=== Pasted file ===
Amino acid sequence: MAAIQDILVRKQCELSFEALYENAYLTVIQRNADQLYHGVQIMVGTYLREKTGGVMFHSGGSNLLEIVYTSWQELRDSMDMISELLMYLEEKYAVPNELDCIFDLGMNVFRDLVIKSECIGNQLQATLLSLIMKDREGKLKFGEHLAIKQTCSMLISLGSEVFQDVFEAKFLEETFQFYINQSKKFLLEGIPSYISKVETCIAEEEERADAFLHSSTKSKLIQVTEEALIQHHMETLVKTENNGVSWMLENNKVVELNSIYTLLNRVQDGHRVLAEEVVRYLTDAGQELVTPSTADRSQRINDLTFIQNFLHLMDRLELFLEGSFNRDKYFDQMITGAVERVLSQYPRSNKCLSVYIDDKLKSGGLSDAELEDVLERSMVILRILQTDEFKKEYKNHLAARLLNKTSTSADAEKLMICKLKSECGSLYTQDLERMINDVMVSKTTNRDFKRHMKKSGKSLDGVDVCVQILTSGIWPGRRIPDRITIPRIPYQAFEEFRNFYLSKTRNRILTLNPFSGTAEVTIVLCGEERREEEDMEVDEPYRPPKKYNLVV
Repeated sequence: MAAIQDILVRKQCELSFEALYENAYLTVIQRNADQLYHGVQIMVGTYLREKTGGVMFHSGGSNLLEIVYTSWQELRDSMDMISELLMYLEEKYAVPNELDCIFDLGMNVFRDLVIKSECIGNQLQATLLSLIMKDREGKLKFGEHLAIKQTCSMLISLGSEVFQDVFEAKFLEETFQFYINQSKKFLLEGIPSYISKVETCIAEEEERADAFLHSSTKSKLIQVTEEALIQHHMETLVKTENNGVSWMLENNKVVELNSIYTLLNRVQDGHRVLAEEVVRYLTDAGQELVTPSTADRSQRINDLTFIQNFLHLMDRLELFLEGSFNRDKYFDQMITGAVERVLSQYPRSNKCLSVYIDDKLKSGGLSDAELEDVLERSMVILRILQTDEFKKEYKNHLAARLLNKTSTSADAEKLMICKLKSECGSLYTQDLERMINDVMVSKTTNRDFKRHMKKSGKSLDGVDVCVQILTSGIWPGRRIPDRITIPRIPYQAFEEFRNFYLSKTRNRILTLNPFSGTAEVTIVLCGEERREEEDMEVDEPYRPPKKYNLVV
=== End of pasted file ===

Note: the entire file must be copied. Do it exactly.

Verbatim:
Amino acid sequence: MAAIQDILVRKQCELSFEALYENAYLTVIQRNADQLYHGVQIMVGTYLREKTGGVMFHSGGSNLLEIVYTSWQELRDSMDMISELLMYLEEKYAVPNELDCIFDLGMNVFRDLVIKSECIGNQLQATLLSLIMKDREGKLKFGEHLAIKQTCSMLISLGSEVFQDVFEAKFLEETFQFYINQSKKFLLEGIPSYISKVETCIAEEEERADAFLHSSTKSKLIQVTEEALIQHHMETLVKTENNGVSWMLENNKVVELNSIYTLLNRVQDGHRVLAEEVVRYLTDAGQELVTPSTADRSQRINDLTFIQNFLHLMDRLELFLEGSFNRDKYFDQMITGAVERVLSQYPRSNKCLSVYIDDKLKSGGLSDAELEDVLERSMVILRILQTDEFKKEYKNHLAARLLNKTSTSADAEKLMICKLKSECGSLYTQDLERMINDVMVSKTTNRDFKRHMKKSGKSLDGVDVCVQILTSGIWPGRRIPDRITIPRIPYQAFEEFRNFYLSKTRNRILTLNPFSGTAEVTIVLCGEERREEEDMEVDEPYRPPKKYNLVV
Repeated sequence: MAAIQDILVRKQCELSFEALYENAYLTVIQRNADQLYHGVQIMVGTYLREKTGGVMFHSGGSNLLEIVYTSWQELRDSMDMISELLMYLEEKYAVPNELDCIFDLGMNVFRDLVIKSECIGNQLQATLLSLIMKDREGKLKFGEHLAIKQTCSMLISLGSEVFQDVFEAKFLEETFQFYINQSKKFLLEGIPSYISKVETCIAEEEERADAFLHSSTKSKLIQVTEEALIQHHMETLVKTENNGVSWMLENNKVVELNSIYTLLNRVQDGHRVLAEEVVRYLTDAGQELVTPSTADRSQRINDLTFIQNFLHLMDRLELFLEGSFNRDKYFDQMITGAVERVLSQYPRSNKCLSVYIDDKLKSGGLSDAELEDVLERSMVILRILQTDEFKKEYKNHLAARLLNKTSTSADAEKLMICKLKSECGSLYTQDLERMINDVMVSKTTNRDFKRHMKKSGKSLDGVDVCVQILTSGIWPGRRIPDRITIPRIPYQAFEEFRNFYLSKTRNRILTLNPFSGTAEVTIVLCGEERREEEDMEVDEPYRPPKKYNLVV